As China expels American journalists during the COVID-19 pandemic, we remain committed to produce VPN technology that enables the free flow of life-saving information.
No doubt you're as worried as we are about China’s recent decision to expel at least 13 journalists working for The New York Times, The Washington Post and The Wall Street Journal.
It’s not unusual for China to try to limit what journalists can cover, but this time China went further than usual by ordering journalists whose visas expire by the end of the year to turn in their press credentials within 10 days. In addition, the journalists are forbidden to work anywhere in mainland China, as well as in the semi-autonomous Chinese territories of Macau and Hong Kong.
China says the decision is in retaliation after the U.S. government limited the number of Chinese journalists who can work inside the United States, although those journalists are largely considered to be a reporting arm for the Chinese government while those whom China expelled work for independent news organizations.
Tragically, this move comes at a critical time. While China claims to have stemmed domestic cases of the coronavirus, it’s still vital that the world stays informed of what happens there. We need to know how those infected are responding to treatment, how many have died and how many new cases are appearing.
Many doubt that the Chinese government can be trusted to report truthful information about how COVID-19 is impacting its citizens. According to a classified U.S. intelligence report, China concealed the extent of the coronavirus outbreak in its country and under-reported the numbers of cases and deaths.
In fact, officials repressed details about the coronavirus from when it was first discovered. Last December, Dr. Li Wenliang, a 34-year-old ophthalmologist from Wuhan from where the virus originated, tried to alert colleagues about an outbreak of a coronavirus in an online chatroom. In January, Chinese authorities detained Dr. Li and forced him to sign a statement denouncing his warning as an illegal rumor. As the number of coronavirus cases grew, China imposed even tighter restrictions on the media and online discussions.
Dr. Li, who contracted the virus and likely did not receive early treatment, died from COVID-19 on February 7. By that point, more than 600 other Chinese had also succumbed to the disease. Health experts say China’s censorship tactics lost valuable time, that it allowed the number of cases to skyrocket and ultimately grow into a pandemic.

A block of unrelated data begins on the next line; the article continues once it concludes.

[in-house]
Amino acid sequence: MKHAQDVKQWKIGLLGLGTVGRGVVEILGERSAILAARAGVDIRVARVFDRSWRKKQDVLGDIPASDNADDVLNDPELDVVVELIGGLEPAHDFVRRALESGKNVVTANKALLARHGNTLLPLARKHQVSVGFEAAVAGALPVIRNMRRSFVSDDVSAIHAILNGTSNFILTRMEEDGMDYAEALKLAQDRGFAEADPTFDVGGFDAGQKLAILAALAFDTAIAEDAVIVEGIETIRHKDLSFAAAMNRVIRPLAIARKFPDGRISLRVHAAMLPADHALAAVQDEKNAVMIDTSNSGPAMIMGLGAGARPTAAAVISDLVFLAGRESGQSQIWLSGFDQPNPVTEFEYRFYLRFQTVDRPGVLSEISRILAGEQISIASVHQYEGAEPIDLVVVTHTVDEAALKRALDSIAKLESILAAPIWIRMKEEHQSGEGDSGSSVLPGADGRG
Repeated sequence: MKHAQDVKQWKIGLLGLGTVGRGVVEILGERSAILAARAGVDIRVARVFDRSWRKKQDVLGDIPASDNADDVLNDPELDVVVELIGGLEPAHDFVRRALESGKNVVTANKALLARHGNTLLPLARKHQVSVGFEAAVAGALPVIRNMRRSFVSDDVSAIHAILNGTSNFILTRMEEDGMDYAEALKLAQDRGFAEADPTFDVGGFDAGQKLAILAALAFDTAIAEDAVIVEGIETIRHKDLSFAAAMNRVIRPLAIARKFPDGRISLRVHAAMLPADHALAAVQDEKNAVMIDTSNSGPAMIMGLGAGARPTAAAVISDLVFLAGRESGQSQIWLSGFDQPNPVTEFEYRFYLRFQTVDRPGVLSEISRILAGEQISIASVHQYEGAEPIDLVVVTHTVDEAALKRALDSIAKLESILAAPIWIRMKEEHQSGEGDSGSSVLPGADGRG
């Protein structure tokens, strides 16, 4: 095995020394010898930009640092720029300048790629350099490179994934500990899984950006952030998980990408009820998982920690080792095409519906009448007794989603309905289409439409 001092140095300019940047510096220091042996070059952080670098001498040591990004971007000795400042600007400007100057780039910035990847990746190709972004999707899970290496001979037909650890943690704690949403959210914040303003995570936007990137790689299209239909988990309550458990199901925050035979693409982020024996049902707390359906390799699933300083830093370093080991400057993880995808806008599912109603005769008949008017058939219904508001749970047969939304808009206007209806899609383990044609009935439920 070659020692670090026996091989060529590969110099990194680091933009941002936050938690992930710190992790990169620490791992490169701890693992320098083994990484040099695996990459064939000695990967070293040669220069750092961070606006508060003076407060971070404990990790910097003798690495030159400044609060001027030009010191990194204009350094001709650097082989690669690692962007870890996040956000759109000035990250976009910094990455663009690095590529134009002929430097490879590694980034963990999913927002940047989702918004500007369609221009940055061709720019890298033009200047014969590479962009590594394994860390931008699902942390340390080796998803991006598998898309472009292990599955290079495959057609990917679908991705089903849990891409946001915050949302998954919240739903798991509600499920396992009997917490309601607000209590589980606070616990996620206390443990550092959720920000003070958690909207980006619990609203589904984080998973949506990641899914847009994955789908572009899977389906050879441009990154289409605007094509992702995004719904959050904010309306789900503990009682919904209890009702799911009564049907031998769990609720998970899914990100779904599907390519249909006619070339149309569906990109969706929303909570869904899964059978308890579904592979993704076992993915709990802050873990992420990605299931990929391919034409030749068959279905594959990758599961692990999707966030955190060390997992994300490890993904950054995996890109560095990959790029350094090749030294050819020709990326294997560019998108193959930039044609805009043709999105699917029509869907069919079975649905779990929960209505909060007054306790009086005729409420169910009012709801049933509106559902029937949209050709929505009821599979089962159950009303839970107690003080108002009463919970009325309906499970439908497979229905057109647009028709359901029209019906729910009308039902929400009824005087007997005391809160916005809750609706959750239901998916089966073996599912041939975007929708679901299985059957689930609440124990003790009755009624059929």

Given its history of censorship, torturing and jailing dissidents and expelling journalists, including these recent actions, we can’t be certain that China is telling the truth about having brought coronavirus cases under control. And even if it is true, China isn’t out of the woods. The country is still seeing new cases imported from abroad and health experts warn that the country likely will be hit with a new wave of infections.
All this raises troubling questions: Where does this leave those of you who have come to rely on our products to provide you unfettered access to content about the COVID-19 pandemic and other important matters? And where does this leave the people of China who need to receive and share accurate information about what they are witnessing and experiencing?
Our answer to these questions is simple: We remain committed to combating censorship so that people all over the globe have the ability to access vital information, especially that which authoritarian governments try to hide. It’s why we support advocates for press freedom, such as GreatFire.org, which monitors and challenges internet censorship.
Now that the lives of billions of people in China and around the world are impacted by the threat of COVID-19, we are resolute in our mission to produce excellent VPN services so that all people may benefit from a free and open internet.